- Associated Press - Wednesday, October 7, 2015

DENVER (AP) - The operators of a Colorado potato packing plant have agreed to pay nearly a half million dollars to settle accusations that it tolerated the sexual harassment of more than a dozen of its female workers for over a decade.

Under the $450,000 deal announced Wednesday by the federal Equal Employment Opportunity Commission, the agency will distribute $415,000 among 13 women who say they were subjected to inappropriate comments, touching and propositioning by a male supervisor since at least 2001. The rest of the money will cover legal fees for Colorado Legal Services, which helped some of the women bring the complaint against the MountainKing Potatoes plant in Monte Vista, Colorado.

The plant’s operators, Smokin’ Spuds, Inc. and Farming Technology Inc., both affiliated with Houston-based Syndex Corp., have also agreed to terminate the supervisor, provide training on discrimination laws, send letters of apology to the women and post a notice of workers’ right to be free of harassment.

Workers at the plant referred questions to MountainKing’s Houston office, but officials there didn’t immediately respond to calls for comment.

The EEOC filed a lawsuit against the plant operators last year on behalf of four women, three of whom the agency says were fired after complaining about the alleged harassment. It’s the second harassment case settled by the agency against a potato packer in Colorado’s San Luis Valley in the last two years and part of a larger effort to protect agricultural workers, many of them immigrant women, in rural areas from harassment.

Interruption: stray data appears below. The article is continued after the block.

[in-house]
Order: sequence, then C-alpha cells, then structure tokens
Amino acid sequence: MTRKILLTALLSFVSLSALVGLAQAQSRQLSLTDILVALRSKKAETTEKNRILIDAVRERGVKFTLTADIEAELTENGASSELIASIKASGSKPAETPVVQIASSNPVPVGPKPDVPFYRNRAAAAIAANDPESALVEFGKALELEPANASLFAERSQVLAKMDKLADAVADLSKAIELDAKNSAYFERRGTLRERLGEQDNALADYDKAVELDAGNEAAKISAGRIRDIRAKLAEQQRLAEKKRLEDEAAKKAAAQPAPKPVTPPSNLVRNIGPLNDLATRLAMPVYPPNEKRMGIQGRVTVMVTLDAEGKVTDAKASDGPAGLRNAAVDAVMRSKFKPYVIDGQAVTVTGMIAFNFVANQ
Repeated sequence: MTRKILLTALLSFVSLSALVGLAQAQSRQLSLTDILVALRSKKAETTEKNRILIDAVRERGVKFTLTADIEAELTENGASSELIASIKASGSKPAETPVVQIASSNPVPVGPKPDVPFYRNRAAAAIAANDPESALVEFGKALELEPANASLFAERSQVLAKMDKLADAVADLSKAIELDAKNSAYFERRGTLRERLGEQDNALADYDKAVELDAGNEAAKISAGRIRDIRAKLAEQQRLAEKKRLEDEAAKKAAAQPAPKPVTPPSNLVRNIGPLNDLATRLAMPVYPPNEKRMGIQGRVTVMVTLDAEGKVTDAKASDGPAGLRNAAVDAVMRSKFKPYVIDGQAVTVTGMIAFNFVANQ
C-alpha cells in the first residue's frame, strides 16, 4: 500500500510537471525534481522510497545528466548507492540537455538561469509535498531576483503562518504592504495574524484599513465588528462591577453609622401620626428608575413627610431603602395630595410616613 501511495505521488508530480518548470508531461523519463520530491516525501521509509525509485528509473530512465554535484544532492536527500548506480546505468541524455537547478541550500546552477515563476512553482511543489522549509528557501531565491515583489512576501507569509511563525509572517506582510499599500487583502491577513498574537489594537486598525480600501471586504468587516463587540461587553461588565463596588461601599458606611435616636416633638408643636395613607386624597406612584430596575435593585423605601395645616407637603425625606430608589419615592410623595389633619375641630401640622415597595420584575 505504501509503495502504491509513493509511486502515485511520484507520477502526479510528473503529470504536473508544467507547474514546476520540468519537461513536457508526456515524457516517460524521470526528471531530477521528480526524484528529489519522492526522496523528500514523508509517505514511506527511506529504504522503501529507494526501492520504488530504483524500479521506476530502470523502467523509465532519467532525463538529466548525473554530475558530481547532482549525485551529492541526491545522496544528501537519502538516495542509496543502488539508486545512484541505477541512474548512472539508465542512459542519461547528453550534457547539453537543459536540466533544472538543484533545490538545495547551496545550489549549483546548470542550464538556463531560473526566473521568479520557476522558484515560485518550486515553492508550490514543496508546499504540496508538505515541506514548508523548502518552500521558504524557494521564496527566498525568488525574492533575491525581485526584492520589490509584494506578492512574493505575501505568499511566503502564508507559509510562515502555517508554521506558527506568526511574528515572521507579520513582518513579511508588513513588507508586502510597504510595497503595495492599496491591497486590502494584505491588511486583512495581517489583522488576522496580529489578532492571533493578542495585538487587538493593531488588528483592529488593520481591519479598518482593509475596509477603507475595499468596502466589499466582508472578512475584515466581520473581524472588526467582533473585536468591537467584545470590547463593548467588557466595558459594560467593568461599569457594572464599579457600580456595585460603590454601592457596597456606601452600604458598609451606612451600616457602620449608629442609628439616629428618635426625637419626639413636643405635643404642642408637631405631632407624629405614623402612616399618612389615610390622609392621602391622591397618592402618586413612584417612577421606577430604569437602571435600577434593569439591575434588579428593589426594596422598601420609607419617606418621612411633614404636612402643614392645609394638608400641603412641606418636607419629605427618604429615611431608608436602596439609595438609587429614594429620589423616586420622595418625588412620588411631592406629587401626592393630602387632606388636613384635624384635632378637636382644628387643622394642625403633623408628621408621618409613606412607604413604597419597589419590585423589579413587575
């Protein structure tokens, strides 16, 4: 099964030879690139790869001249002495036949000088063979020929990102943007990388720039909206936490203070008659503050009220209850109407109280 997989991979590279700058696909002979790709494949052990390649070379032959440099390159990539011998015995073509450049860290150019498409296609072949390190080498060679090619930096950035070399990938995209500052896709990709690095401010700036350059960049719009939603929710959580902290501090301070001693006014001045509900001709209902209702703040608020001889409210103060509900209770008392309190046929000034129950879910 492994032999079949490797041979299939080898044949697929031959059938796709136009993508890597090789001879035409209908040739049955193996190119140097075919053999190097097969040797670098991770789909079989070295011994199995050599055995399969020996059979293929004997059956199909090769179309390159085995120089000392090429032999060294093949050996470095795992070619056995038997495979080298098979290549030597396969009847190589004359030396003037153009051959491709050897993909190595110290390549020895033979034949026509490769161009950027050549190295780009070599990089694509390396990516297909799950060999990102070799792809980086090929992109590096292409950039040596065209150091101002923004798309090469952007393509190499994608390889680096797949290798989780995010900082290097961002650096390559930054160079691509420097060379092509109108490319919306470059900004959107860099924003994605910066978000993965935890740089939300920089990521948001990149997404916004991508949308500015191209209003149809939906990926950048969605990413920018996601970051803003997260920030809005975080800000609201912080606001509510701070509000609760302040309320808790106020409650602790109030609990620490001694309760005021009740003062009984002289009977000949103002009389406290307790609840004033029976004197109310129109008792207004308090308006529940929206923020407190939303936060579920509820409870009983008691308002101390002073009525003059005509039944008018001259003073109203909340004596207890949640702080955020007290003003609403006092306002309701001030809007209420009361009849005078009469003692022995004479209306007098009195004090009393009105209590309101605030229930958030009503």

Halpern, an EEOC senior trial attorney who helped handle the latest Colorado case, said many agricultural workers don’t know their rights and can’t hire a private attorney.

“We’re leaving huge swaths of the population behind if we don’t take these cases,” she said.

Last month, a federal jury ordered a Florida produce growing and packing operation to pay more than $17 million to five former female employees in another EEOC suit alleging sexual harassment and retaliation.

The majority of the workers in the MountainKing case, including those who first stepped forward to lodge a complaint, are citizens with roots in the region. Four of the victims later identified by the agency are immigrant women. In the 2013 agreement involving the Spud Seller potato plant, an immigrant who spoke only Spanish who happened to know someone at the local legal services office filed the complaint, Halpern said.

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